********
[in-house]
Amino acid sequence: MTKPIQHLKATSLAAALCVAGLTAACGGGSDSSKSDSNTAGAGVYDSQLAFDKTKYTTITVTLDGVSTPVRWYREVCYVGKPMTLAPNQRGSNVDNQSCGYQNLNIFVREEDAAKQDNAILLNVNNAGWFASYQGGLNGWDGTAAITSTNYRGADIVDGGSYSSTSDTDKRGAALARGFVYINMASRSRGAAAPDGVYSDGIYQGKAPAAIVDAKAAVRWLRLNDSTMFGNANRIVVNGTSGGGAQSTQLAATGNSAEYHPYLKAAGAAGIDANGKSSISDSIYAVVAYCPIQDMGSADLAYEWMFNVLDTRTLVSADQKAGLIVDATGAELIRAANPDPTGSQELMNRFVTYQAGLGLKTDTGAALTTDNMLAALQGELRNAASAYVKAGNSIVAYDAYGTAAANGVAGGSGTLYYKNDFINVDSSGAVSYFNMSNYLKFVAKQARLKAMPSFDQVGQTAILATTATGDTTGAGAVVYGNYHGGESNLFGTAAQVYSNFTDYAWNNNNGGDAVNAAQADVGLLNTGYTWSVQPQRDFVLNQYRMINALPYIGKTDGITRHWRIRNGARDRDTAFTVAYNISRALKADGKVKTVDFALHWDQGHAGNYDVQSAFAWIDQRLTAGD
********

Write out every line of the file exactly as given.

[in-house]
Amino acid sequence: MTKPIQHLKATSLAAALCVAGLTAACGGGSDSSKSDSNTAGAGVYDSQLAFDKTKYTTITVTLDGVSTPVRWYREVCYVGKPMTLAPNQRGSNVDNQSCGYQNLNIFVREEDAAKQDNAILLNVNNAGWFASYQGGLNGWDGTAAITSTNYRGADIVDGGSYSSTSDTDKRGAALARGFVYINMASRSRGAAAPDGVYSDGIYQGKAPAAIVDAKAAVRWLRLNDSTMFGNANRIVVNGTSGGGAQSTQLAATGNSAEYHPYLKAAGAAGIDANGKSSISDSIYAVVAYCPIQDMGSADLAYEWMFNVLDTRTLVSADQKAGLIVDATGAELIRAANPDPTGSQELMNRFVTYQAGLGLKTDTGAALTTDNMLAALQGELRNAASAYVKAGNSIVAYDAYGTAAANGVAGGSGTLYYKNDFINVDSSGAVSYFNMSNYLKFVAKQARLKAMPSFDQVGQTAILATTATGDTTGAGAVVYGNYHGGESNLFGTAAQVYSNFTDYAWNNNNGGDAVNAAQADVGLLNTGYTWSVQPQRDFVLNQYRMINALPYIGKTDGITRHWRIRNGARDRDTAFTVAYNISRALKADGKVKTVDFALHWDQGHAGNYDVQSAFAWIDQRLTAGD